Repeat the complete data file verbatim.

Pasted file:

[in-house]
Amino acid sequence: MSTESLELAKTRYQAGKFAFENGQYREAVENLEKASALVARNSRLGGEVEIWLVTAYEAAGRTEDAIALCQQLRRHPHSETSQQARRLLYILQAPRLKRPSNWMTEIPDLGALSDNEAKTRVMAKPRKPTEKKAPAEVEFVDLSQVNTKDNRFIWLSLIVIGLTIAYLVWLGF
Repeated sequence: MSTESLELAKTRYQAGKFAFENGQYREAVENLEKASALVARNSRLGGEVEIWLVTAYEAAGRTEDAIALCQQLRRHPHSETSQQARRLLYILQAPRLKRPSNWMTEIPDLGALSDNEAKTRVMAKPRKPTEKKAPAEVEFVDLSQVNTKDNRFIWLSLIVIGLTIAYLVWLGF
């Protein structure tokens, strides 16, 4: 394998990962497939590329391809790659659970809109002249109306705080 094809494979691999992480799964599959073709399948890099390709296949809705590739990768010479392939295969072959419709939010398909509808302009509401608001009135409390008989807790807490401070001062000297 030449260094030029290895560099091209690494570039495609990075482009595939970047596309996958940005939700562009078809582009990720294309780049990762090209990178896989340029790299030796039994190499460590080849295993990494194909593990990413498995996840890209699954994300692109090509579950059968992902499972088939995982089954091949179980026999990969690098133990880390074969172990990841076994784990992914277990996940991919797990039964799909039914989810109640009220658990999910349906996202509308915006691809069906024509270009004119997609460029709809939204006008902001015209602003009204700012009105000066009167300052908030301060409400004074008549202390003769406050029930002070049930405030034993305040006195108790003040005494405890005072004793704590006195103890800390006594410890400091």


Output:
[in-house]
Amino acid sequence: MSTESLELAKTRYQAGKFAFENGQYREAVENLEKASALVARNSRLGGEVEIWLVTAYEAAGRTEDAIALCQQLRRHPHSETSQQARRLLYILQAPRLKRPSNWMTEIPDLGALSDNEAKTRVMAKPRKPTEKKAPAEVEFVDLSQVNTKDNRFIWLSLIVIGLTIAYLVWLGF
Repeated sequence: MSTESLELAKTRYQAGKFAFENGQYREAVENLEKASALVARNSRLGGEVEIWLVTAYEAAGRTEDAIALCQQLRRHPHSETSQQARRLLYILQAPRLKRPSNWMTEIPDLGALSDNEAKTRVMAKPRKPTEKKAPAEVEFVDLSQVNTKDNRFIWLSLIVIGLTIAYLVWLGF
């Protein structure tokens, strides 16, 4: 394998990962497939590329391809790659659970809109002249109306705080 094809494979691999992480799964599959073709399948890099390709296949809705590739990768010479392939295969072959419709939010398909509808302009509401608001009135409390008989807790807490401070001062000297 030449260094030029290895560099091209690494570039495609990075482009595939970047596309996958940005939700562009078809582009990720294309780049990762090209990178896989340029790299030796039994190499460590080849295993990494194909593990990413498995996840890209699954994300692109090509579950059968992902499972088939995982089954091949179980026999990969690098133990880390074969172990990841076994784990992914277990996940991919797990039964799909039914989810109640009220658990999910349906996202509308915006691809069906024509270009004119997609460029709809939204006008902001015209602003009204700012009105000066009167300052908030301060409400004074008549202390003769406050029930002070049930405030034993305040006195108790003040005494405890005072004793704590006195103890800390006594410890400091």